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Really pissed off and disappointed.

(19 Posts)
absolutmum Wed 28-Sep-11 16:01:06

Had a house up for sale for a year. Dropped the price substantially and finally got an offer from a first time buyer in July. The house is vacant, so should've been a speedy transaction.
They had a survey done and got their mortgage sorted, my solicitor sent the contract two weeks ago, which I signed. The buyers then decided they wanted to take a builder round as a few things had come up on the survey.
Emailed the agent today to be told that the buyer has instructed his solicitor to write to our solicitor to ask for £20k to be taken off the agreed price to cover the work that needs doing!
I have emailed back to the agent to tell him I am not dropping the price as we have already reduced the price by £90k over the year. If we accept this new offer we can't afford the house we are trying to buy.

Bunch of bastards.

nikos Wed 28-Sep-11 17:04:01

How awful!! Call their bluff as they will have invested money in buying and I bet won't want to just walk away. Feel your pain though.

SparklePrincess Wed 28-Sep-11 17:07:07

Yeah totally! Very angry on your behalf at these people.

All may not be lost... They are clearly trying their luck & have already invested time & money in the property so when you go back with a "no can do" see what they come back with... Is there a way you could get your own quotes done to see how realistic what they are coming up with is?

absolutmum Wed 28-Sep-11 17:44:57

Thanks ladies.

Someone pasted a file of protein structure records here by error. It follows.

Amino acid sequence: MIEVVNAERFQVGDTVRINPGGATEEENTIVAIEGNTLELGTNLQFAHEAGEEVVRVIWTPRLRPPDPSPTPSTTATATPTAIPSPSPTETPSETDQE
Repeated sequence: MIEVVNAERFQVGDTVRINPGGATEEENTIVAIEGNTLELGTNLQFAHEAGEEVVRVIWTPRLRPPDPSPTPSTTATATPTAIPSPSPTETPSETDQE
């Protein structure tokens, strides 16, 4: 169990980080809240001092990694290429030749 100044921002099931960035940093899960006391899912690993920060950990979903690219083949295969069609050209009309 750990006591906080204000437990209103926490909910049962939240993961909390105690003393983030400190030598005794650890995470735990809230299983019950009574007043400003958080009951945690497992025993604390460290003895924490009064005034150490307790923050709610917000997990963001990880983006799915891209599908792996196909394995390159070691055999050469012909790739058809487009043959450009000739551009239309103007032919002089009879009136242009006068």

I have sent a message via the agent that we will not be dropping the price any further.

I don't know what work they feel is going to cost that much. My solicitor is out of the office until tomorrow, I suppose she'll let me know on her return.

SparklePrincess Wed 28-Sep-11 18:12:39

They have not even told you what work is required!! Probably nothing major then! Even a new roof wouldn't cost that much unless its a thatch... It sounds to me like they are seriously trying their luck.... angry

Catslikehats Wed 28-Sep-11 18:25:08

In all likelihood they are calling your bluff. This happened to me a few years back, the night before we were due to exchange they wanted £30k off. I was 33wks pregnant and we wanted to be in our new house before the baby was born.

Fortunately we had a fab lawyer who had the stroppiest exchange with their solicitor, along the lines of "your clients are taking the piss, if I do not have the signed contracts on my desk by noon tomorrow my client will be withdrawing the house from your clients who she feels she can no longer trust and deal with in good faith and it will be on the market by the end of the day".

It worked. Get Angry with them grin

nikos Wed 28-Sep-11 22:01:48

Come back and let us know how you get on.

CherylWillBounceBack Wed 28-Sep-11 22:26:32

Very annoying but the buyer is not to blame. It's the system where surveys are done after offers etc.

HIP's were a poorly implemented idea, but, IMHO a full structural survey should be done by the seller before the house is put on the market to avoid these sort of issues. That way

a) if there really isn't much wrong,the buyer couldn't pull these tricks
b) if there really is something wrong, everybody knows up front and the asking price reflects it.

SparklePrincess Wed 28-Sep-11 22:48:15

If they had sale agreed in July then surely the survey was done well over a month ago & the buyer has had plenty of time to flag up any issues requiring a 20k drop long ago & provide mortgage valuation undervaluing the property with reasons, estimates for required work indicated by survey or specialist reports to back up their findings. The fact that they have not done so & are only now using it as an excuse screams gazundering pure & simple! These people are trying it on....

WhaohThere Thu 29-Sep-11 07:02:55

It's quite possible that miscommunication has caused this problem. You and the buyer haven't managed to talk I assume. Could be there is a genuine issue. Can you not arrange to discuss this directly with potential buyer and miss out all the middle men?

Prices are falling so it would be better for you to come to an arrangement now rather than try and find a new buyer.

MrsDaffodill Thu 29-Sep-11 14:26:00

I am confused by the anger on this thread. But am not from this country so maybe do not understand.